E described that public labeling intensified his depressive symptoms.

E said: ` I dare not look into others’ eyes. I am a patient with depression. People know that I have mental illness. They look down upon me. I am sad, useless and hopeless. Every body looks down upon. To be abandoned by my girl means that I am worthless. Others’ exclusion further proves that I am worthless and hopeless. I think I am the most worthless male in Hong Kong. Everyday, apart from sleeping, eating and idling in the park near the psychiatric half-way house, I could do nothing. I deeply hoped that one day my girlfriend can come back to me ’

F firmly asserted that labeling and stigmatization was a burden for her recovery. Nevertheless, she tried her best to live a normal life.

F said: ` I struggled very hard in these years to get ride of the label of an insane person. Others’ discrimination made me fear that it was nearly impossible to be recovered or live a normal life again. I dared not to go out, I dared not to find employment or even dared not to go to church thinking that all of them may tease at my symptoms. Fortunately, my church members and my sister were very supportive. They accompanied me to go out. They tried to persuade with other church members that I had a lot of strengths and ability. They encouraged me to show concern to others. I hope all members in the community try not to discriminate, or to exclude clients with mental illness. Their normal respect is crucial and vital for our recovery. In fact, the most important thing for recovery is to try my best to live a normal life including a normal job, a normal daily life pattern, normal social activities and normal family.  .’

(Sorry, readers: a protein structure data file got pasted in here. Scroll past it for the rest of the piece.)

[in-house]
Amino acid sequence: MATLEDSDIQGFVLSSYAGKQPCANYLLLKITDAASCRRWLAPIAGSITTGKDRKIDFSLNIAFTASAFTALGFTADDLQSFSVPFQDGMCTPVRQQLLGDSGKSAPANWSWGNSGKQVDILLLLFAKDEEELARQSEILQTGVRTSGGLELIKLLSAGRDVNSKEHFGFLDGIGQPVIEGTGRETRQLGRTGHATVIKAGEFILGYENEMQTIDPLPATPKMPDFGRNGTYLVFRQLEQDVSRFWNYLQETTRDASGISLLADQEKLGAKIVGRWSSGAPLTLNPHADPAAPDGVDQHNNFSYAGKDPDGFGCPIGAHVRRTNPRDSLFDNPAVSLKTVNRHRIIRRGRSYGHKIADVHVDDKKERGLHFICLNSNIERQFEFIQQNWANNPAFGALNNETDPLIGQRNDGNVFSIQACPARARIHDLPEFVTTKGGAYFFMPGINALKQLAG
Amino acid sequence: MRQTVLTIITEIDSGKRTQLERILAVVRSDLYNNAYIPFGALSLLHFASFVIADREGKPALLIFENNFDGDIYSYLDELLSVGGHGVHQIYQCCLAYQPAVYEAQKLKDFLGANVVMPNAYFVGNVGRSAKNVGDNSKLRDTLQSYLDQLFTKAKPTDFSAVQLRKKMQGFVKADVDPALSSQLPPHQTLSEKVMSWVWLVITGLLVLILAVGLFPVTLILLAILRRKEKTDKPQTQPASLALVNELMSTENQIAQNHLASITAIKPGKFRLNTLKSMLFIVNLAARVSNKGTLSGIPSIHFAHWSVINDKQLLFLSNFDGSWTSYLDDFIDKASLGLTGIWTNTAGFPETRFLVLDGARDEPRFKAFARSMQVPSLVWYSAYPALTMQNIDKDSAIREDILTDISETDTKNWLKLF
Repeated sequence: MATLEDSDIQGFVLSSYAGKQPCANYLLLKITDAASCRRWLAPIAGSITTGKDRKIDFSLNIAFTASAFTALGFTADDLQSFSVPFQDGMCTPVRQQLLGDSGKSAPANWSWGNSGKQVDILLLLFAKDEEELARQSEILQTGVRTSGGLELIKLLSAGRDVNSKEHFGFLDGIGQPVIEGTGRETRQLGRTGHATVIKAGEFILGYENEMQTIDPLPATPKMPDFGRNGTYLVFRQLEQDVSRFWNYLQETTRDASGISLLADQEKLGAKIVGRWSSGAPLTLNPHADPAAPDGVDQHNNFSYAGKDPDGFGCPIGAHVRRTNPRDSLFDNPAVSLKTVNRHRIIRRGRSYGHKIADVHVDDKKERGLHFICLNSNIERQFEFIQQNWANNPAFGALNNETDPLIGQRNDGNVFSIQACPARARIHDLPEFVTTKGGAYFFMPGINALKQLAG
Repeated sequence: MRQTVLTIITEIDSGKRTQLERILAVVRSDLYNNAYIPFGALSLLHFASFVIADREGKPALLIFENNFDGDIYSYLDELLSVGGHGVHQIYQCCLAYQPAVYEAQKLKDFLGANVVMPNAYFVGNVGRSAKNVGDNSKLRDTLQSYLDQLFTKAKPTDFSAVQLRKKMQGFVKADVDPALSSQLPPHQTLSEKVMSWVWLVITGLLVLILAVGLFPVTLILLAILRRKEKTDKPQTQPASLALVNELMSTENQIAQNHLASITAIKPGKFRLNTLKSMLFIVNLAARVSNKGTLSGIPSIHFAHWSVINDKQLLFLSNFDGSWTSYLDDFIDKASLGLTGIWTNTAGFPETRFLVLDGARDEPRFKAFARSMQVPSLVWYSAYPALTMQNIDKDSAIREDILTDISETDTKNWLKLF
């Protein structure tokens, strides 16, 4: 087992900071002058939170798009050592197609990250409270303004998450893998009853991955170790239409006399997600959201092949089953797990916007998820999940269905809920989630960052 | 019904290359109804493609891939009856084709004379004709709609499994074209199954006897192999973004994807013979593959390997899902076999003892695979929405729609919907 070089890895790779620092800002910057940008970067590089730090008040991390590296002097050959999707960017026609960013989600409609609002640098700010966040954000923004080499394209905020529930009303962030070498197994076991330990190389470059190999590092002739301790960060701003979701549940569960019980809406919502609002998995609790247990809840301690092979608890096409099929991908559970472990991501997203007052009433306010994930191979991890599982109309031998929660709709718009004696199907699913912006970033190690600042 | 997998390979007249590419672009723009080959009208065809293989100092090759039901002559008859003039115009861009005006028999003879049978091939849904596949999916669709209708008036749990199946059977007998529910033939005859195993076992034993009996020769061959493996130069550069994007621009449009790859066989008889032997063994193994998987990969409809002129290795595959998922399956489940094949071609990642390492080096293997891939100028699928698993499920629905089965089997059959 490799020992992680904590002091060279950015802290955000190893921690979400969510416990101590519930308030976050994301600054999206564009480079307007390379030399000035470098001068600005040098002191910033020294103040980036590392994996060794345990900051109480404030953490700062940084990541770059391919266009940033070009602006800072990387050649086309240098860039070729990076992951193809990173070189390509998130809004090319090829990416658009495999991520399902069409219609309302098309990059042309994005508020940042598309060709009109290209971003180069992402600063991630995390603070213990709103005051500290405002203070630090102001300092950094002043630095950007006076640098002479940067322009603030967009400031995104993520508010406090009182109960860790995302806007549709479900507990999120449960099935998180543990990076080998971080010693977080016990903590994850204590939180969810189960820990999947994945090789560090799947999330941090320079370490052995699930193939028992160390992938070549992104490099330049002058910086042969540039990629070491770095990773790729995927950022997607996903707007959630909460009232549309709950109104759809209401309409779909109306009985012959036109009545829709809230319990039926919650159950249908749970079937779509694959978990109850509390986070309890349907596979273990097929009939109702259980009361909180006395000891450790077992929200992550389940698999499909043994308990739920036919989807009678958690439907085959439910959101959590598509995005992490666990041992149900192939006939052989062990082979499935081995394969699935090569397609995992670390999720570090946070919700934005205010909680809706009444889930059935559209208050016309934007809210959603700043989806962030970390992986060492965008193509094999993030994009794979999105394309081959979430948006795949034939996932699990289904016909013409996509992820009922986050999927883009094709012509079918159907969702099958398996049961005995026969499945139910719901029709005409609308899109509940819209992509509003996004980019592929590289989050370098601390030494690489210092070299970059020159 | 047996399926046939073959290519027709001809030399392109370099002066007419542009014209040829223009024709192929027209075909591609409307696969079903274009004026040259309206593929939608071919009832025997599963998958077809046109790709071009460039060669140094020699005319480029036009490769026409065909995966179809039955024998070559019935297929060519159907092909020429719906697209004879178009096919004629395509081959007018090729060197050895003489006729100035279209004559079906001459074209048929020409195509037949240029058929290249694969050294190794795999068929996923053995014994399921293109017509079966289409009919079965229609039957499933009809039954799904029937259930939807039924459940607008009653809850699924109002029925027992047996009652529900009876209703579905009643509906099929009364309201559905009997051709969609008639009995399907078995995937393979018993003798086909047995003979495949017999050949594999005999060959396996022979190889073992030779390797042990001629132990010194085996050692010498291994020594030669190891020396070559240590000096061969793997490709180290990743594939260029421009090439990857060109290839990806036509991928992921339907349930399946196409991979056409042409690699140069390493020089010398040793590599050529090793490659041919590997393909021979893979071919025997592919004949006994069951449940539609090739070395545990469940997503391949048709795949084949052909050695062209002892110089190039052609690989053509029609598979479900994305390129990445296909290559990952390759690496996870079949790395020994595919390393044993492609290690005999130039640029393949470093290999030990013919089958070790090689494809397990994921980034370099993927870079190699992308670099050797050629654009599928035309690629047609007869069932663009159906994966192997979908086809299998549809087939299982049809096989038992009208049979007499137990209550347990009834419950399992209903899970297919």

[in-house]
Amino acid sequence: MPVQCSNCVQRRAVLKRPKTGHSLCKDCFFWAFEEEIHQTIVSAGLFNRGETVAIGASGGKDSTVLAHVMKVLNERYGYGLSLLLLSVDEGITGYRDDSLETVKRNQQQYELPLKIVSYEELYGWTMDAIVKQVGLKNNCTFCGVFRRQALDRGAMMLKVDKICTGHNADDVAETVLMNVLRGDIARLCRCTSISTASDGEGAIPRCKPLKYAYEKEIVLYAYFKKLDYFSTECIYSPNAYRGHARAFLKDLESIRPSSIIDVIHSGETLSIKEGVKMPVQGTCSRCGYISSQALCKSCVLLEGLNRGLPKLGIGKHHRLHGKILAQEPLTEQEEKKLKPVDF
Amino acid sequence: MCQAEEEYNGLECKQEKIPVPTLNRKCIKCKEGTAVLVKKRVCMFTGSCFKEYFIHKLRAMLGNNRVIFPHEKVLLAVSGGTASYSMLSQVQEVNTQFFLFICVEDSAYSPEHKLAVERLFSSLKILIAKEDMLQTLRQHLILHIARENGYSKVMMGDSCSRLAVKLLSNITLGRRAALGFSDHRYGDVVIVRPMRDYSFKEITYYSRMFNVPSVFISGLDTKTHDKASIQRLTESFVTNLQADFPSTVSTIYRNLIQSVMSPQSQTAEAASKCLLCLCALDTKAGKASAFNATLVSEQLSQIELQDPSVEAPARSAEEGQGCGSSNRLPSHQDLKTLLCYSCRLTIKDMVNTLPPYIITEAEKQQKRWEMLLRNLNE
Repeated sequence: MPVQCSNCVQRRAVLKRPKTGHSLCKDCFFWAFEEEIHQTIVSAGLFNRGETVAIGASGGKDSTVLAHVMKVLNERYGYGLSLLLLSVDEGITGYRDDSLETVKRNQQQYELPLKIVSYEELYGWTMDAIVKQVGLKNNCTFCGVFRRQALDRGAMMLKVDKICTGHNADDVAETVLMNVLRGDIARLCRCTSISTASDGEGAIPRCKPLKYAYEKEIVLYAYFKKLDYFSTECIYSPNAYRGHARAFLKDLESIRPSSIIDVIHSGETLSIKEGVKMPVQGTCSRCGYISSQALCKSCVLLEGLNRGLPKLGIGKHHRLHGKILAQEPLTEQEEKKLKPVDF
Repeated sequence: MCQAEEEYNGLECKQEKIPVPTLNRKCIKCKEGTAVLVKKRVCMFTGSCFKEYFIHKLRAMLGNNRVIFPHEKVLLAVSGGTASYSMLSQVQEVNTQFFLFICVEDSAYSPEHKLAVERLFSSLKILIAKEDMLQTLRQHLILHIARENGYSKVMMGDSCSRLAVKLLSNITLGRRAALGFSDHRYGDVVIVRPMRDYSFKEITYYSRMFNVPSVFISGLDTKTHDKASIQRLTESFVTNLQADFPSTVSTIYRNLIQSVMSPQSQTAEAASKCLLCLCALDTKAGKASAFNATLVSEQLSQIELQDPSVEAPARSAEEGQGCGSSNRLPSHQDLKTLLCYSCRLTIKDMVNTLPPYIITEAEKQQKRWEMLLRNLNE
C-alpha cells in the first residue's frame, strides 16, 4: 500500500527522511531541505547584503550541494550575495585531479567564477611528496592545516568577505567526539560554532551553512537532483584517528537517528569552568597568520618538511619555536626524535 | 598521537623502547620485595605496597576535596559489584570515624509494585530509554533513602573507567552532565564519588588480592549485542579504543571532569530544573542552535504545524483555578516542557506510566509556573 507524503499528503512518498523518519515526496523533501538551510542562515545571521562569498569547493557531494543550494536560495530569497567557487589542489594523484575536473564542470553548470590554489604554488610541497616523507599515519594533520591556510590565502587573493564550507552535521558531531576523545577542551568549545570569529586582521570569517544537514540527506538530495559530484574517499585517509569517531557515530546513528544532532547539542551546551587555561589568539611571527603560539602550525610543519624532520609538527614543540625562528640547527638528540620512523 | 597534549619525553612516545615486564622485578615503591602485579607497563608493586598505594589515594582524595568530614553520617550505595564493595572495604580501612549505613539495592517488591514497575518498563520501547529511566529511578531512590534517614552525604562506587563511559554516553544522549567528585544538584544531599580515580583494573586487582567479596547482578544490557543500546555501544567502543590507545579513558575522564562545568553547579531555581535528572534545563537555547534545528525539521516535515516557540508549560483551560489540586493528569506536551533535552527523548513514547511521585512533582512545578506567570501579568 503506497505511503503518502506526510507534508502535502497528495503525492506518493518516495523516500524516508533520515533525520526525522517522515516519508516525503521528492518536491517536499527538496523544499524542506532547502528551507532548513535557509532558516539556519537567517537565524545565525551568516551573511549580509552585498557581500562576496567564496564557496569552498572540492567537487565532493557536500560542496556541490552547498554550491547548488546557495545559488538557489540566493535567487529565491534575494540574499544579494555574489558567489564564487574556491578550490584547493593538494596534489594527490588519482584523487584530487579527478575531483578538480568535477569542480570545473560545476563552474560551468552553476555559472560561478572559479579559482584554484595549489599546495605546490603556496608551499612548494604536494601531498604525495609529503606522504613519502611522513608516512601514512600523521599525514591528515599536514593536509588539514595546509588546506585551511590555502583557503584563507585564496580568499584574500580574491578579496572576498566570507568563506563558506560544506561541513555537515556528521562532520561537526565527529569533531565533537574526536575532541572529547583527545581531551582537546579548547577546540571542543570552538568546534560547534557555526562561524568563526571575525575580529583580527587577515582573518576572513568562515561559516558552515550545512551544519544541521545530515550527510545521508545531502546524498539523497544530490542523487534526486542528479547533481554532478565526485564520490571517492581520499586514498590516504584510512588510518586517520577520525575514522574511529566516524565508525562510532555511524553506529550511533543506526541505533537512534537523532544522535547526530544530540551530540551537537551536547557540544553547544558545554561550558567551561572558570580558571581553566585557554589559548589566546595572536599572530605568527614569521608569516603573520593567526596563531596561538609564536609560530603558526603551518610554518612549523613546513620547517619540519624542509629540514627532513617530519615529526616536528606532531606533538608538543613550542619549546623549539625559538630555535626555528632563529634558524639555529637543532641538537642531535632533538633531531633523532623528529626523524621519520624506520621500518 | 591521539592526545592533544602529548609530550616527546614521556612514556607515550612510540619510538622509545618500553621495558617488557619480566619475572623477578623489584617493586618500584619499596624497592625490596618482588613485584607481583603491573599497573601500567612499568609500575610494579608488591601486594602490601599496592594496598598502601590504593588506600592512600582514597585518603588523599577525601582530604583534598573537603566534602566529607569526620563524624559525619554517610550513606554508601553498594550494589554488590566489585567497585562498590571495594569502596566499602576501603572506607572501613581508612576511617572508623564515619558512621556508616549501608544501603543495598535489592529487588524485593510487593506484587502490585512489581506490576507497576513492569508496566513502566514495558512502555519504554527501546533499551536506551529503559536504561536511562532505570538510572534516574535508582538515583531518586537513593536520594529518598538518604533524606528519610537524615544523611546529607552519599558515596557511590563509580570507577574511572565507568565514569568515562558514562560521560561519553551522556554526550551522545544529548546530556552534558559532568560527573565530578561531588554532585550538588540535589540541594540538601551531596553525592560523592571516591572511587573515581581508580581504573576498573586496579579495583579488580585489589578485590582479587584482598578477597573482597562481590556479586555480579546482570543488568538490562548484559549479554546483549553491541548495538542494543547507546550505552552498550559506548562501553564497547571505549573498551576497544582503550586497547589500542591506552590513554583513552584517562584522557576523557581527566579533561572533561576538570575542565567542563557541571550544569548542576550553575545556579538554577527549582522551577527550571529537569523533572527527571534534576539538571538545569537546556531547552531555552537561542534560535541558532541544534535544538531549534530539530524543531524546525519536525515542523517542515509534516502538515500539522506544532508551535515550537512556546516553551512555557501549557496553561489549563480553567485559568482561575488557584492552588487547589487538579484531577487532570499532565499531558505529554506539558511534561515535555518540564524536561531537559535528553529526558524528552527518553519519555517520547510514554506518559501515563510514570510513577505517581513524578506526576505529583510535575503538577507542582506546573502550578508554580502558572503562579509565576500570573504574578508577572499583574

G’s mother described her worry with G.
`I was so worry about G. She was my own daughter. She became a schizophrenic patient when she was only 15 years old. My husband died five years ago. I am the only one to take of her. I am 55 years old now. I was so worry about G’s future. I hope one day she can marry a good guy and take care of her. However, her mental symptoms still prevails. Everywhere she went, she was labeled by others as a `crazy dancer. Her social worker in the halfway house encouraged her to work in a sheltered workshop, but she always slept there. She was only suitable to be a dancer. Now I can take care of her. But one day I die who can take of her.’  
H tried to live independently after her divorce.